Finally, one of the most important reasons for building effective home-school communication is that we need a team.  Our students can’t go it alone.  There is too much to learn and too much to do to expect one part of their life to teach it all.  Communication between team members is the only way that collaboration happens.  Remember always that it’s all about the student.  The student has to be the center of everything we do.  To support the student, we have to communicate effectively.  And it’s a two way street.  If you are a teacher, send home information about what you are doing and seeing in class.  If you are a parent, send school information about medication and routine changes that might affect your child’s behavior and performance at school.  And if one or the other parties isn’t giving you the communication you need, tell them.  If that isn’t effective, try to understand the time constraints they (parent and teacher) are working with and be understanding.  And don’t let one party’s lack of communication be a reason for you to stop communicating.  Take the high road and know that you have done what you can do to help this student.

OK, I think that’s enough impassioned rambling for the day, huh?  I’ll follow up with a couple more posts this week and maybe next focusing on methods we can foster communication between settings, dos and don’ts for communication, and an overview of the home-school communication notes I just posted in my store that got me thinking about the topic again.   In the meantime, what are some reasons you think home-school communication is important? What are the barriers to it being effective?  Please share in the comments so we can all continue to grow.

 Until next time,

3 thoughts on “5 Reasons Why Building Effective Home-School Communication is Important”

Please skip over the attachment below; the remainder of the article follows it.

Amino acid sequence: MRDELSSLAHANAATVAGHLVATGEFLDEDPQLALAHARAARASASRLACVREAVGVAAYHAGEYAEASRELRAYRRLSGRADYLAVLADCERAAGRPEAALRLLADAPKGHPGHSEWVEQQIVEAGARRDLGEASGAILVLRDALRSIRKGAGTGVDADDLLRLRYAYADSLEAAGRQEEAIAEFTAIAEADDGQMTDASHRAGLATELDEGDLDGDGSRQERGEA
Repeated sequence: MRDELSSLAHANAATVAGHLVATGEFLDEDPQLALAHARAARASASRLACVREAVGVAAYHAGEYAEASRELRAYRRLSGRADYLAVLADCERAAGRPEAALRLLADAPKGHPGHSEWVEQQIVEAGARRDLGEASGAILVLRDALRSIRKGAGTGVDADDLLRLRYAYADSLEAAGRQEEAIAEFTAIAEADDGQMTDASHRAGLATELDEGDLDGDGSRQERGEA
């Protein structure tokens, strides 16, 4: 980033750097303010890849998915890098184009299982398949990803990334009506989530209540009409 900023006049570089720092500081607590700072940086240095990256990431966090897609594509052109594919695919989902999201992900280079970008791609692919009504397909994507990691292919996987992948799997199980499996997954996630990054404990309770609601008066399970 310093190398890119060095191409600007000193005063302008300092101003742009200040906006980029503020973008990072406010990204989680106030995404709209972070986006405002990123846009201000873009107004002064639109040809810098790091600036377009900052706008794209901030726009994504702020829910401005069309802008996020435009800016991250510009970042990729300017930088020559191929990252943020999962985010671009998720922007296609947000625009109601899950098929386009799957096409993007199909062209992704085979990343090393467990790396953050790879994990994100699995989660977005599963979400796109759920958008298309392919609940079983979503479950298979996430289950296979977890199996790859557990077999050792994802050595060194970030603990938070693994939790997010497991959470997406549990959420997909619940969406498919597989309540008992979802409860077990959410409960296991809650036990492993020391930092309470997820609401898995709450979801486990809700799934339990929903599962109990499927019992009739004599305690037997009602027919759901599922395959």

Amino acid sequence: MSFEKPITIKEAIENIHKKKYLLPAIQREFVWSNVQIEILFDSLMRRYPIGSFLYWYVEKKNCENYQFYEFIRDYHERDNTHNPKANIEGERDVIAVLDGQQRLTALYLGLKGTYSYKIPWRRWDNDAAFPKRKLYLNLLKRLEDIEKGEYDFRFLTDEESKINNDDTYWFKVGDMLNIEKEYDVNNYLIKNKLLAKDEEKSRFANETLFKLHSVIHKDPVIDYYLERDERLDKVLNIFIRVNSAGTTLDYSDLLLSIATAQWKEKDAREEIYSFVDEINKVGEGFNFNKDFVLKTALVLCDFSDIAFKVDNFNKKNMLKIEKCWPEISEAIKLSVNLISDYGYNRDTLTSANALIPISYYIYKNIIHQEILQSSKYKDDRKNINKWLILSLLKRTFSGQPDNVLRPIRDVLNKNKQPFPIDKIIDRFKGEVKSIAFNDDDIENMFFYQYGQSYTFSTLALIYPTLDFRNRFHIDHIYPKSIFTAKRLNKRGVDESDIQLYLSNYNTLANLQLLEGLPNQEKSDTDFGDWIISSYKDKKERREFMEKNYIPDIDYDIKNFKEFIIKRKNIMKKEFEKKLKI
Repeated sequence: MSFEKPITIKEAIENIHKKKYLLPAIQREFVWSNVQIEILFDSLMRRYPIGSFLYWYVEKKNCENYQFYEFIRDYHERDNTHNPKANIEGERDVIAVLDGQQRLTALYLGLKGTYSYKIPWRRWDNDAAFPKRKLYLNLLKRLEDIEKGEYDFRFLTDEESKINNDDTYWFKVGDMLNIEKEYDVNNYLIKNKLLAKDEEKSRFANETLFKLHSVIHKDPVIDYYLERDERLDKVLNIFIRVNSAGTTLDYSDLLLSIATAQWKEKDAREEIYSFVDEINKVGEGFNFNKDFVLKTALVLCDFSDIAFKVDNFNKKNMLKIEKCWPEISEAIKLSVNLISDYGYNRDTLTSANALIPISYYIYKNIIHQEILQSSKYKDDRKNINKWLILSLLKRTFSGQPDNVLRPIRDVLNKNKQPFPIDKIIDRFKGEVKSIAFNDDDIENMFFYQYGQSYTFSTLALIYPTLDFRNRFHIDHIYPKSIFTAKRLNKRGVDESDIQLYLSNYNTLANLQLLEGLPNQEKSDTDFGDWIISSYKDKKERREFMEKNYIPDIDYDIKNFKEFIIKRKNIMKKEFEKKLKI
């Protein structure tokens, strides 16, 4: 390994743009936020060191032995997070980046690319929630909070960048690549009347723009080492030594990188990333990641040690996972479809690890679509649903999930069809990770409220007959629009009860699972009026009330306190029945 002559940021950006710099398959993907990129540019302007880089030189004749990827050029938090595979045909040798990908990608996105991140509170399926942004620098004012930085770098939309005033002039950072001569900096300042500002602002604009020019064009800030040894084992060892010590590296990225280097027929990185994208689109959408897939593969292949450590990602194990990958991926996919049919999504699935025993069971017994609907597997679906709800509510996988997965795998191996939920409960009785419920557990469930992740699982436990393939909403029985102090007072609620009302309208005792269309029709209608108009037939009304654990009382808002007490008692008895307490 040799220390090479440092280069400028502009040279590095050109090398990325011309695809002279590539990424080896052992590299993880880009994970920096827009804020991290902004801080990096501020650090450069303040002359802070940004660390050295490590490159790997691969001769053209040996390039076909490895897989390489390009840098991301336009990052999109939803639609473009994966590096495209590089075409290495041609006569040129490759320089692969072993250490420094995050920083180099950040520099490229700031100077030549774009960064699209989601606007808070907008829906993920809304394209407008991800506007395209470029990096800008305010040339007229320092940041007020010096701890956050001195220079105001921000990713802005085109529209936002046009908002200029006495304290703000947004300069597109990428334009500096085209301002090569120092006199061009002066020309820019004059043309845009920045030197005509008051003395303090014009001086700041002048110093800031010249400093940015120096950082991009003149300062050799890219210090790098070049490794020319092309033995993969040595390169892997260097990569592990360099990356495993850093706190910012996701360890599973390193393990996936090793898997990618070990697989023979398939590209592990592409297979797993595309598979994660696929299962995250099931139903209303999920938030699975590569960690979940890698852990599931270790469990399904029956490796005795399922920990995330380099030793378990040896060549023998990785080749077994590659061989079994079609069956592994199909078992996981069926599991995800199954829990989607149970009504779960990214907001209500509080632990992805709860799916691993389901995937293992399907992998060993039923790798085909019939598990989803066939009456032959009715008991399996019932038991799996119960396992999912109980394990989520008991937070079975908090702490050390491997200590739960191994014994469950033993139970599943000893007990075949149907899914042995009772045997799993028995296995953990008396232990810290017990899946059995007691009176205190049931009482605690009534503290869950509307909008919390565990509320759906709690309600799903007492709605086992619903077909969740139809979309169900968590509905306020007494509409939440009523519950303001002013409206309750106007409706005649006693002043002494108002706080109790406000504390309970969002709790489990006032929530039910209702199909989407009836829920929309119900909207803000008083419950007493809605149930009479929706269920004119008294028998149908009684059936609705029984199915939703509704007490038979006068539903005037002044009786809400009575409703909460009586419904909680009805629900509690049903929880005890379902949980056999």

1. Thank you for writing about this. This really hits home for me. My son started kindergarten this year and is in special education. He has Autism and speech Apraxia as well. Although he is verbal, there is still a communication barrier, where we have a hard time understanding him. He also has a hard time telling us about his school day. Unfortunately, I am having a very hard time with getting the teacher to communicate with me. I have been made to feel like a complainer and that I am wrong for wanting to know about my child's day. Unfortunately, I have had to get the superintendents office involved because my son's IEP has not been followed and I feel that they are trying to keep me from knowing what is going on at school. It's a shame that I have to struggle just to get good communication. There were several incidents when my son came home upset and angry…he could only tell me bits and pieces of what happened so I wrote in the "communication" book asking what happened that made him so upset, especially since the teacher wrote "good day". My son told me that he ran out of the class and building (which at home, he always runs and hides when he gets mad or upset. ..given the fact that this is a common thing he does at home, I believe him…he wouldn't just make it up. Plus his one classroom is right next to the exit door. BUT his Teacher denied it happened. There were a few incidents that the teacher said he had a great day but he said otherwise. During a recent meeting, the teacher had the nerve to say to me that I need to trust them. I went on to say that it's not about trust, I just need to know what is going on in school so I can effectively communicate with my child when he is trying to tell me about his day. (Obviously, trust is very important, but the teacher was trying to use it as an excuse to not have to tell me about my child's day). It is written in his IEP that they are supposed to have daily communication… however the teacher only gives very vague details. Will only say "great day" and will rarely tell mmeof a problem.. But there has been times where she is not honest. The incident where my son ran out of the building, she first told us that it happened in his general education class ( which is right next to the exit doors) and then during a recent meeting, told us that the incident took place in his self contained class. The teacher also openly said that she questioned my son about what he told us happened. Since then, he is saying that he didn't run outside of the building. I feel that she intimidated him. .. Between not being honest about what is really going on during his day, to not following his IEP and unwilling to give any meaningful daily communication, I feel like I am being left in the dark. I should not have to beg for knowledge about what is going on in school, especially from a special education teacher. I am sure that my son is not the first child that has communication needs. I am sorry for the long post but I just wanted to let you know that everything you wrote is exactly what I am trying to get from my son's teacher. It upsets me that they do not understand the importance of home to school communication. Especially a special education teacher nonetheless. I am also sure that I am not the only parent that goes through this. So thank you again for writing about this topic, I plan on using these reasons at my meeting to help with advocating for much needed communication.